I read a lot of finance blogs. Like, a lot. You might say I’m a finance blog junkie. I need my fix, each and every day. I’m half expecting all my friends and family to show up at my house and have an intervention, in an attempt to get my love of finance blogs under control.
Until that happens, let’s talk about a weakness I’ve found in a lot of finance blogs. They’re great at giving advice on stuff like frugality, extra income, budgets and emergency funds, but most lack in the area of investments.
The stock market is, at first glance, an intimidating place. As an active participant, I can tell you that it can be incredibly complicated. But, the good news for everyone reading is that products exist that make investing incredibly easy. In fact, I can tell you how you can outperform most investors, all while only spending 5 minutes a year on your investments. Yes, it really is possible. And, I can explain how to do it in just a short blog post. Let’s go.
The first thing you’re going to want to do is figure out what percentage of your portfolio you want in stocks and what percentage you want in bonds. There’s a simple rule, all you do is subtract your age from 100, and that’s the percentage of your portfolio that should be in bonds. Since I’m pretty much 30 now (so old!) I would have 70% of my portfolio in stocks and 30% in bonds.
Considering that I’m a Canadian writer, (eh) I’m going to focus the rest of the post on Canadian products and from a Canadian perspective. If any Americans have questions about specific products, I’ll answer them in the comments.
What To Buy?
Depending on how much money you have, you’ll either want to use mutual funds or exchange traded funds. Let’s start with mutual funds.
Most Canadian mutual funds have high fees, which all but guarantee that these funds will lag the market. You’ll want to avoid just about all of them, with the exception of mutual funds from TD Bank, called E-Series funds. These funds allow you to begin investing with just $100, with subsequent investments of $100 at a time required.
Let’s assume I’m starting a new account with TD. Remembering I’d want 30% of my portfolio in bonds, I’d use the following breakdown:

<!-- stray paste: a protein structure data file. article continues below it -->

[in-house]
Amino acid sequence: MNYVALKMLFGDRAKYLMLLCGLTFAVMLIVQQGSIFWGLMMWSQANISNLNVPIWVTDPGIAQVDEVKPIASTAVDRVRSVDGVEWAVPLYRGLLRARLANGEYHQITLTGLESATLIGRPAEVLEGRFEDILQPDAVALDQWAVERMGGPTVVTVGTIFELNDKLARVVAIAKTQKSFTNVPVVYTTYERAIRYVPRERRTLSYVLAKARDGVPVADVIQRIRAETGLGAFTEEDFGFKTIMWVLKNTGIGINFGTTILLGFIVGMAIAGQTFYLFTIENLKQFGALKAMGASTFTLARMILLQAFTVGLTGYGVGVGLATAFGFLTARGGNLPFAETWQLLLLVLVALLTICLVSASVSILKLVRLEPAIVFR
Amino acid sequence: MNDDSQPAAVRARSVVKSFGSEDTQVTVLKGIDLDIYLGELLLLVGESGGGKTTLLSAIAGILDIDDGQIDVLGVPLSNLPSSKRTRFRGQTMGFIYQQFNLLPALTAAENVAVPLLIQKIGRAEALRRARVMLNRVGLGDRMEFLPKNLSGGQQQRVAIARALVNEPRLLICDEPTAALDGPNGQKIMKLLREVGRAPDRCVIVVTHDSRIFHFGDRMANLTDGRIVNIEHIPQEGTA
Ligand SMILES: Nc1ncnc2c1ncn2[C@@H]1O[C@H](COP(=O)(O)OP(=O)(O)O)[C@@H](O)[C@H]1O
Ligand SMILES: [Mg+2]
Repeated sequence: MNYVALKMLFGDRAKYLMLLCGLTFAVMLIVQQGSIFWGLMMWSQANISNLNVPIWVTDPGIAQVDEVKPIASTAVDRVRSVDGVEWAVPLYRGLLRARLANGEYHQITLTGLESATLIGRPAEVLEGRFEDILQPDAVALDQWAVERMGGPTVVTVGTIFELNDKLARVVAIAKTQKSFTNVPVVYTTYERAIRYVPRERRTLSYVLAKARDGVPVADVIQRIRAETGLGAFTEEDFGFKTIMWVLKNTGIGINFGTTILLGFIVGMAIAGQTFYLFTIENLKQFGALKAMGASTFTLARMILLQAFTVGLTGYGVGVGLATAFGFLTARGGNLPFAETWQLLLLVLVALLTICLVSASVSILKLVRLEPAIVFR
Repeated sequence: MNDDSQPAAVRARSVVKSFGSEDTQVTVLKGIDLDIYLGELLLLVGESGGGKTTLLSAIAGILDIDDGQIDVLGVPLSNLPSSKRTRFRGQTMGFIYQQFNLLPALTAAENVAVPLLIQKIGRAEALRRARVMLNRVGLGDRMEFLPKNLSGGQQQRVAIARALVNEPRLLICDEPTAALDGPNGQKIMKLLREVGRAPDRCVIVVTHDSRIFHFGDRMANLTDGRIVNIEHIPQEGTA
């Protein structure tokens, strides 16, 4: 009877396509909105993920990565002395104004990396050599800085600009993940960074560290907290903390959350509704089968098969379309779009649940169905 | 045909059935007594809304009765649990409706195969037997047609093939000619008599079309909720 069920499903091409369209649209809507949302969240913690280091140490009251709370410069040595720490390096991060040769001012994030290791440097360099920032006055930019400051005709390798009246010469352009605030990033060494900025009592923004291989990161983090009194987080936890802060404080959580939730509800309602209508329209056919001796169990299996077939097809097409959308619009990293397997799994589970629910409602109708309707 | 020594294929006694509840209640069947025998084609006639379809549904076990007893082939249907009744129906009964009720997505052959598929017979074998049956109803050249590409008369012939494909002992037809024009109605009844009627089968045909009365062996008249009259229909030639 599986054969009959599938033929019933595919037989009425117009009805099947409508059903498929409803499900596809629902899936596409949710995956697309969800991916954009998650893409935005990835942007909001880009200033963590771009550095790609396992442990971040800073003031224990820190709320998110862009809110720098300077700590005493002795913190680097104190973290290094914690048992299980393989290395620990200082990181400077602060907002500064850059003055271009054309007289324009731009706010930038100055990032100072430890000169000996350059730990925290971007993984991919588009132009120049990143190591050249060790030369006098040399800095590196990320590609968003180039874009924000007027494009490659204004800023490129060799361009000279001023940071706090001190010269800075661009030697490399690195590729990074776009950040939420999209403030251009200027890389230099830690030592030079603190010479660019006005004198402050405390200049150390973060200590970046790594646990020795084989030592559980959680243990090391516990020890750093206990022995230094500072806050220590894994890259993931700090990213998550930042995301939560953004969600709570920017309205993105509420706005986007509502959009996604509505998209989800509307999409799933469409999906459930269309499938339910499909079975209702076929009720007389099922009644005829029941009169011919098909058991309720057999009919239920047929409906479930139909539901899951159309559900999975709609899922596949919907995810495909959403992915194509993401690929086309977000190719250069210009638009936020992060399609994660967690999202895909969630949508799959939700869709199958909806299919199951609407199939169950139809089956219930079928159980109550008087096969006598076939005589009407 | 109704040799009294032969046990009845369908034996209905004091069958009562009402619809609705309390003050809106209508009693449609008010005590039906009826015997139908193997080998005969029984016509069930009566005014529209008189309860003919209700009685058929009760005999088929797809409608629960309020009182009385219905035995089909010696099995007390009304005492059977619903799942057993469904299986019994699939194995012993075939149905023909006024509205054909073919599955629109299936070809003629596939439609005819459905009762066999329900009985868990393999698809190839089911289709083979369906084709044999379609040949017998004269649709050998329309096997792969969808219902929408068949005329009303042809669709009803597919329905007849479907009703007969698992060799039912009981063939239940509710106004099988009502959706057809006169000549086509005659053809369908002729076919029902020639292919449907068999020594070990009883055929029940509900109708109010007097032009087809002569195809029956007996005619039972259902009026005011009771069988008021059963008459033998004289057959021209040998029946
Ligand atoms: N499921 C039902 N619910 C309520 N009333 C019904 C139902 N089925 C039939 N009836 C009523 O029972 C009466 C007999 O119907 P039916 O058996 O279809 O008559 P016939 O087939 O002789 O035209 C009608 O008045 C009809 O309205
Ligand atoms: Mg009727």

30% – Canadian Bond Index
25% – Canadian Stock Index
25% – U.S. Stock Index
20% – International Stock Index
This portfolio offers exposure to stock markets both in North America and the rest of the world. It’s simple, and anyone can set it up in just a few minutes, once they actually open up the account with TD.
After a year, some of the stocks will do better than the other ones. All you need to do each year is have a look at your asset allocation, and only make a change if one sector moves by at least 5%. If bonds become 35% of your portfolio after a year, then you’ll want to contribute 25% of next year’s contribution towards them. You’ll then take the extra 5% and add it to whatever performed the worst, since we’re all told to buy low and whatnot.
Exchange Traded Funds
If you’ve got more than a few hundred dollars to invest at a time, you’ll want to use exchange traded funds (ETFs) to accomplish pretty much the same thing we did above. Instead of using TD products like a trading ISA, we’re going to look at ETFs issued by a company called Ishares. These are traded on the stock exchange, are the biggest ETF family in Canada, and are the most liquid. (meaning there’s more shares traded each day, making it easier to buy and sell)
Buying ETFs online is a cinch. You just input the ticker symbol into the webpage, the number of shares you’d like, and what price you’re willing to pay, which is usually the market price. The whole process takes but a minute.
How would my portfolio look using iShares ETFs? Pretty much the same as the TD one.
30% – Canadian Universal Bond Index (Ticker symbol XBB)
25% – TSX Composite Index Fund (Ticker symbol XIC)
25% – S&P 500 Index Fund (Ticker symbol XSP)
20% – MSCI International Index Fund (Ticker symbol XIN)
As with the TD funds, rebalancing is as simple as just buying more of the worst performing fund once a year.
It’s Really That Simple
For Canadian investors, this is all you need to know to build a solid, diversified portfolio. Since these products are among the lowest cost ways to invest, that means more dollars in your pocket and less for the fund companies.
Can you spare 5 minutes a year to become a good investor? That wasn’t so bad, now was it?
This post was written by Nelson.